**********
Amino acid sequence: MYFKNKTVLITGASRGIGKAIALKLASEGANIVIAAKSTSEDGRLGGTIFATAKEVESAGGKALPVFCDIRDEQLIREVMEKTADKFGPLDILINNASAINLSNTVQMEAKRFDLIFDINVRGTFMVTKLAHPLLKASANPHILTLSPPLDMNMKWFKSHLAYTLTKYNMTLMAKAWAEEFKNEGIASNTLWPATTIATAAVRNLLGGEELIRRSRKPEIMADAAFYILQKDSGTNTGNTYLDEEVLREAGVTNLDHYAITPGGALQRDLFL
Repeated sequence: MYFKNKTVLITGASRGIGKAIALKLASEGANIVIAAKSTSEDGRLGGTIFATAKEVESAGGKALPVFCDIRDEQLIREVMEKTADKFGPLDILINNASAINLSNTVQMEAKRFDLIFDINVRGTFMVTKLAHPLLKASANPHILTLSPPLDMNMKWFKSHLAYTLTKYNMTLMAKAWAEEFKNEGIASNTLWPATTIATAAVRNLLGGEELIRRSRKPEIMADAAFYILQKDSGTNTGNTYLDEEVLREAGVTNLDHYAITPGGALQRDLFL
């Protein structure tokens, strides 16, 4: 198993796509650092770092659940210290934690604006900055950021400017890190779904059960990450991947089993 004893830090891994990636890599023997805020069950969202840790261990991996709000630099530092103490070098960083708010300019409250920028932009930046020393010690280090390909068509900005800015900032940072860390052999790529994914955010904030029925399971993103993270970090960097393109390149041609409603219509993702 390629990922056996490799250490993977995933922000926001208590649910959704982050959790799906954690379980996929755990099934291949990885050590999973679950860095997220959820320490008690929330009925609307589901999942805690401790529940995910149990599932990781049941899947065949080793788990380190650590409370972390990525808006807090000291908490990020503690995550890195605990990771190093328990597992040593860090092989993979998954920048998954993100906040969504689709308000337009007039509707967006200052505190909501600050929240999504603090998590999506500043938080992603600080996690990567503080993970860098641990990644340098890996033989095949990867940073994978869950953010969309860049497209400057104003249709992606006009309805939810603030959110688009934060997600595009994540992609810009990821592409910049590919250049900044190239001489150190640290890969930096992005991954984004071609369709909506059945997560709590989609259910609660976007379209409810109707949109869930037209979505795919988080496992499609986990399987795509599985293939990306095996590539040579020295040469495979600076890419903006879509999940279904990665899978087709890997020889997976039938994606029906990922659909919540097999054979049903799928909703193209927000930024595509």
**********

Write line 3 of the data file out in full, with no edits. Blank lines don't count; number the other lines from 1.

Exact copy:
């Protein structure tokens, strides 16, 4: 198993796509650092770092659940210290934690604006900055950021400017890190779904059960990450991947089993 004893830090891994990636890599023997805020069950969202840790261990991996709000630099530092103490070098960083708010300019409250920028932009930046020393010690280090390909068509900005800015900032940072860390052999790529994914955010904030029925399971993103993270970090960097393109390149041609409603219509993702 390629990922056996490799250490993977995933922000926001208590649910959704982050959790799906954690379980996929755990099934291949990885050590999973679950860095997220959820320490008690929330009925609307589901999942805690401790529940995910149990599932990781049941899947065949080793788990380190650590409370972390990525808006807090000291908490990020503690995550890195605990990771190093328990597992040593860090092989993979998954920048998954993100906040969504689709308000337009007039509707967006200052505190909501600050929240999504603090998590999506500043938080992603600080996690990567503080993970860098641990990644340098890996033989095949990867940073994978869950953010969309860049497209400057104003249709992606006009309805939810603030959110688009934060997600595009994540992609810009990821592409910049590919250049900044190239001489150190640290890969930096992005991954984004071609369709909506059945997560709590989609259910609660976007379209409810109707949109869930037209979505795919988080496992499609986990399987795509599985293939990306095996590539040579020295040469495979600076890419903006879509999940279904990665899978087709890997020889997976039938994606029906990922659909919540097999054979049903799928909703193209927000930024595509």